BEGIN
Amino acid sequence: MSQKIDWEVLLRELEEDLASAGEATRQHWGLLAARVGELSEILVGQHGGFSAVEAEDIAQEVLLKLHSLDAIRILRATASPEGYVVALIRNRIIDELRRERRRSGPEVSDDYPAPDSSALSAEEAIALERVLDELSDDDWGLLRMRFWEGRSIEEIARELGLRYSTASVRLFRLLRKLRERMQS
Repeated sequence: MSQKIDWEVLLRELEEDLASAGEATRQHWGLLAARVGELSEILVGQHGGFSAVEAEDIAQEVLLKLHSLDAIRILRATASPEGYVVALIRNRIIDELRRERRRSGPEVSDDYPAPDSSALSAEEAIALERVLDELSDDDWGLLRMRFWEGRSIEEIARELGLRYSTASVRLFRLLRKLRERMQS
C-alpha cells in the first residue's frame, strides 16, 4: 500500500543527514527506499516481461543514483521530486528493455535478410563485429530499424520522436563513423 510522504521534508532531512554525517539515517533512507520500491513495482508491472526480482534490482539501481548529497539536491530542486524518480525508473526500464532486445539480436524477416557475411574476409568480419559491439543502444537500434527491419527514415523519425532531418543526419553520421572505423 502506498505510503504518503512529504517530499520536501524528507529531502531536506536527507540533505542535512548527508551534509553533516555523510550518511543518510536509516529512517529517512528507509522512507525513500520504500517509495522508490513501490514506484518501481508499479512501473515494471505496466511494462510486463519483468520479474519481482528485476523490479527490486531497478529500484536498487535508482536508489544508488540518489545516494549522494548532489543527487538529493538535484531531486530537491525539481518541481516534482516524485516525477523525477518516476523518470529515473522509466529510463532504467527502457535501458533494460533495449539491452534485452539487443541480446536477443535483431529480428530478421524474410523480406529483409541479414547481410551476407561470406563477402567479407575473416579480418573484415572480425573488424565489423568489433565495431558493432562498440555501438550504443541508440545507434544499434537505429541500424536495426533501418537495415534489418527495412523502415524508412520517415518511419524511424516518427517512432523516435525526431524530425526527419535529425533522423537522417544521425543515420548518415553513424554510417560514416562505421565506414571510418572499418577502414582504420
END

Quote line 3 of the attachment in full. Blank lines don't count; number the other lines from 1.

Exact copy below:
C-alpha cells in the first residue's frame, strides 16, 4: 500500500543527514527506499516481461543514483521530486528493455535478410563485429530499424520522436563513423 510522504521534508532531512554525517539515517533512507520500491513495482508491472526480482534490482539501481548529497539536491530542486524518480525508473526500464532486445539480436524477416557475411574476409568480419559491439543502444537500434527491419527514415523519425532531418543526419553520421572505423 502506498505510503504518503512529504517530499520536501524528507529531502531536506536527507540533505542535512548527508551534509553533516555523510550518511543518510536509516529512517529517512528507509522512507525513500520504500517509495522508490513501490514506484518501481508499479512501473515494471505496466511494462510486463519483468520479474519481482528485476523490479527490486531497478529500484536498487535508482536508489544508488540518489545516494549522494548532489543527487538529493538535484531531486530537491525539481518541481516534482516524485516525477523525477518516476523518470529515473522509466529510463532504467527502457535501458533494460533495449539491452534485452539487443541480446536477443535483431529480428530478421524474410523480406529483409541479414547481410551476407561470406563477402567479407575473416579480418573484415572480425573488424565489423568489433565495431558493432562498440555501438550504443541508440545507434544499434537505429541500424536495426533501418537495415534489418527495412523502415524508412520517415518511419524511424516518427517512432523516435525526431524530425526527419535529425533522423537522417544521425543515420548518415553513424554510417560514416562505421565506414571510418572499418577502414582504420